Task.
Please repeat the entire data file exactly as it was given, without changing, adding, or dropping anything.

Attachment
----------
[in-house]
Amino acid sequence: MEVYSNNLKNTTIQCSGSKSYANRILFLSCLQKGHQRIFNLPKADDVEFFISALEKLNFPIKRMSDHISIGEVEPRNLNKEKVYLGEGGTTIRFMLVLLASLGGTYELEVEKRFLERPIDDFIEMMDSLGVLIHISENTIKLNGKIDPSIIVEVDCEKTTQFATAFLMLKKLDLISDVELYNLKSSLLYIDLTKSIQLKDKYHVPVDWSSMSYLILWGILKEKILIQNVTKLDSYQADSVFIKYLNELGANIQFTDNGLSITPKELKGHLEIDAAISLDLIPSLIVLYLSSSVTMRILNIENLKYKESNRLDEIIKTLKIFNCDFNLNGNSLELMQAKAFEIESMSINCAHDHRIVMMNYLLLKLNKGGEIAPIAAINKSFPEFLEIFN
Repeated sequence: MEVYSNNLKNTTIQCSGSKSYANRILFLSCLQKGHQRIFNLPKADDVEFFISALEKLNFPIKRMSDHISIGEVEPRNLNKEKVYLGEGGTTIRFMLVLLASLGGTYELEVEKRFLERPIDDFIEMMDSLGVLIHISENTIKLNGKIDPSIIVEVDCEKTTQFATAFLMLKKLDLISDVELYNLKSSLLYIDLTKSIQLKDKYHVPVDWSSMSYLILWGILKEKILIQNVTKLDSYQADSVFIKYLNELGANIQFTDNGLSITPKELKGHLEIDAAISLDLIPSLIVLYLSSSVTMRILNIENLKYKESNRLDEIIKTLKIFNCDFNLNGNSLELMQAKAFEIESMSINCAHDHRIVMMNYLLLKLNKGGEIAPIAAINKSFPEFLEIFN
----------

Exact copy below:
[in-house]
Amino acid sequence: MEVYSNNLKNTTIQCSGSKSYANRILFLSCLQKGHQRIFNLPKADDVEFFISALEKLNFPIKRMSDHISIGEVEPRNLNKEKVYLGEGGTTIRFMLVLLASLGGTYELEVEKRFLERPIDDFIEMMDSLGVLIHISENTIKLNGKIDPSIIVEVDCEKTTQFATAFLMLKKLDLISDVELYNLKSSLLYIDLTKSIQLKDKYHVPVDWSSMSYLILWGILKEKILIQNVTKLDSYQADSVFIKYLNELGANIQFTDNGLSITPKELKGHLEIDAAISLDLIPSLIVLYLSSSVTMRILNIENLKYKESNRLDEIIKTLKIFNCDFNLNGNSLELMQAKAFEIESMSINCAHDHRIVMMNYLLLKLNKGGEIAPIAAINKSFPEFLEIFN
Repeated sequence: MEVYSNNLKNTTIQCSGSKSYANRILFLSCLQKGHQRIFNLPKADDVEFFISALEKLNFPIKRMSDHISIGEVEPRNLNKEKVYLGEGGTTIRFMLVLLASLGGTYELEVEKRFLERPIDDFIEMMDSLGVLIHISENTIKLNGKIDPSIIVEVDCEKTTQFATAFLMLKKLDLISDVELYNLKSSLLYIDLTKSIQLKDKYHVPVDWSSMSYLILWGILKEKILIQNVTKLDSYQADSVFIKYLNELGANIQFTDNGLSITPKELKGHLEIDAAISLDLIPSLIVLYLSSSVTMRILNIENLKYKESNRLDEIIKTLKIFNCDFNLNGNSLELMQAKAFEIESMSINCAHDHRIVMMNYLLLKLNKGGEIAPIAAINKSFPEFLEIFN